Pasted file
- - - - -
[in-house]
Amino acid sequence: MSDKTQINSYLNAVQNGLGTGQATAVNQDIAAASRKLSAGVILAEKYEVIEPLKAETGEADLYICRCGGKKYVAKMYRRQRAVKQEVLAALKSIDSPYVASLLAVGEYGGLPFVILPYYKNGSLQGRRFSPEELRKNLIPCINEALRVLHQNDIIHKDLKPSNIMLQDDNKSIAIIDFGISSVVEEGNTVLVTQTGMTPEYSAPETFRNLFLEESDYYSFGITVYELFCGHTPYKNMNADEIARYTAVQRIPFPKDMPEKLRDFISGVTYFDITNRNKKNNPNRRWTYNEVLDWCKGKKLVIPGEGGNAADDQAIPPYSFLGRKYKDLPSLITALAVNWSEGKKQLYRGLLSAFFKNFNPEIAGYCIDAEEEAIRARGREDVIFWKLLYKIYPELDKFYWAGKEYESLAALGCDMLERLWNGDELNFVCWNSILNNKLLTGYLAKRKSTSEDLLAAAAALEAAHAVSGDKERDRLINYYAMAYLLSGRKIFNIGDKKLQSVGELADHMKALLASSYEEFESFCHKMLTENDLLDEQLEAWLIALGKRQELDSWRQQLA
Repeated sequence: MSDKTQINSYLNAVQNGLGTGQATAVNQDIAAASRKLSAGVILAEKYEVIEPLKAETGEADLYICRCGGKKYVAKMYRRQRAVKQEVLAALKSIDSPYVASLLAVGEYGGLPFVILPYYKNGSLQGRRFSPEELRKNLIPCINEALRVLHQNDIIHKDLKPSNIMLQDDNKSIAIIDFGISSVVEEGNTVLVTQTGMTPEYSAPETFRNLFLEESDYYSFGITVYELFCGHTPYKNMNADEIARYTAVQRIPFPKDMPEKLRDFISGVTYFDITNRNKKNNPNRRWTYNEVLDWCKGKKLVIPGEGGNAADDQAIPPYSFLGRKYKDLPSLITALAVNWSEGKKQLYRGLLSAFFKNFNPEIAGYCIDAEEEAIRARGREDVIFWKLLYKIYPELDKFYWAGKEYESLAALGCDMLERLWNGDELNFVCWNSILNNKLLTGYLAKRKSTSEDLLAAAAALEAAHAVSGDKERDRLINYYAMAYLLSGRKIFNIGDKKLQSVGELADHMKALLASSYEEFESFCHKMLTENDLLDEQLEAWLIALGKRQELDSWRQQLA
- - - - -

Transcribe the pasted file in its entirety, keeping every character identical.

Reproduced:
[in-house]
Amino acid sequence: MSDKTQINSYLNAVQNGLGTGQATAVNQDIAAASRKLSAGVILAEKYEVIEPLKAETGEADLYICRCGGKKYVAKMYRRQRAVKQEVLAALKSIDSPYVASLLAVGEYGGLPFVILPYYKNGSLQGRRFSPEELRKNLIPCINEALRVLHQNDIIHKDLKPSNIMLQDDNKSIAIIDFGISSVVEEGNTVLVTQTGMTPEYSAPETFRNLFLEESDYYSFGITVYELFCGHTPYKNMNADEIARYTAVQRIPFPKDMPEKLRDFISGVTYFDITNRNKKNNPNRRWTYNEVLDWCKGKKLVIPGEGGNAADDQAIPPYSFLGRKYKDLPSLITALAVNWSEGKKQLYRGLLSAFFKNFNPEIAGYCIDAEEEAIRARGREDVIFWKLLYKIYPELDKFYWAGKEYESLAALGCDMLERLWNGDELNFVCWNSILNNKLLTGYLAKRKSTSEDLLAAAAALEAAHAVSGDKERDRLINYYAMAYLLSGRKIFNIGDKKLQSVGELADHMKALLASSYEEFESFCHKMLTENDLLDEQLEAWLIALGKRQELDSWRQQLA
Repeated sequence: MSDKTQINSYLNAVQNGLGTGQATAVNQDIAAASRKLSAGVILAEKYEVIEPLKAETGEADLYICRCGGKKYVAKMYRRQRAVKQEVLAALKSIDSPYVASLLAVGEYGGLPFVILPYYKNGSLQGRRFSPEELRKNLIPCINEALRVLHQNDIIHKDLKPSNIMLQDDNKSIAIIDFGISSVVEEGNTVLVTQTGMTPEYSAPETFRNLFLEESDYYSFGITVYELFCGHTPYKNMNADEIARYTAVQRIPFPKDMPEKLRDFISGVTYFDITNRNKKNNPNRRWTYNEVLDWCKGKKLVIPGEGGNAADDQAIPPYSFLGRKYKDLPSLITALAVNWSEGKKQLYRGLLSAFFKNFNPEIAGYCIDAEEEAIRARGREDVIFWKLLYKIYPELDKFYWAGKEYESLAALGCDMLERLWNGDELNFVCWNSILNNKLLTGYLAKRKSTSEDLLAAAAALEAAHAVSGDKERDRLINYYAMAYLLSGRKIFNIGDKKLQSVGELADHMKALLASSYEEFESFCHKMLTENDLLDEQLEAWLIALGKRQELDSWRQQLA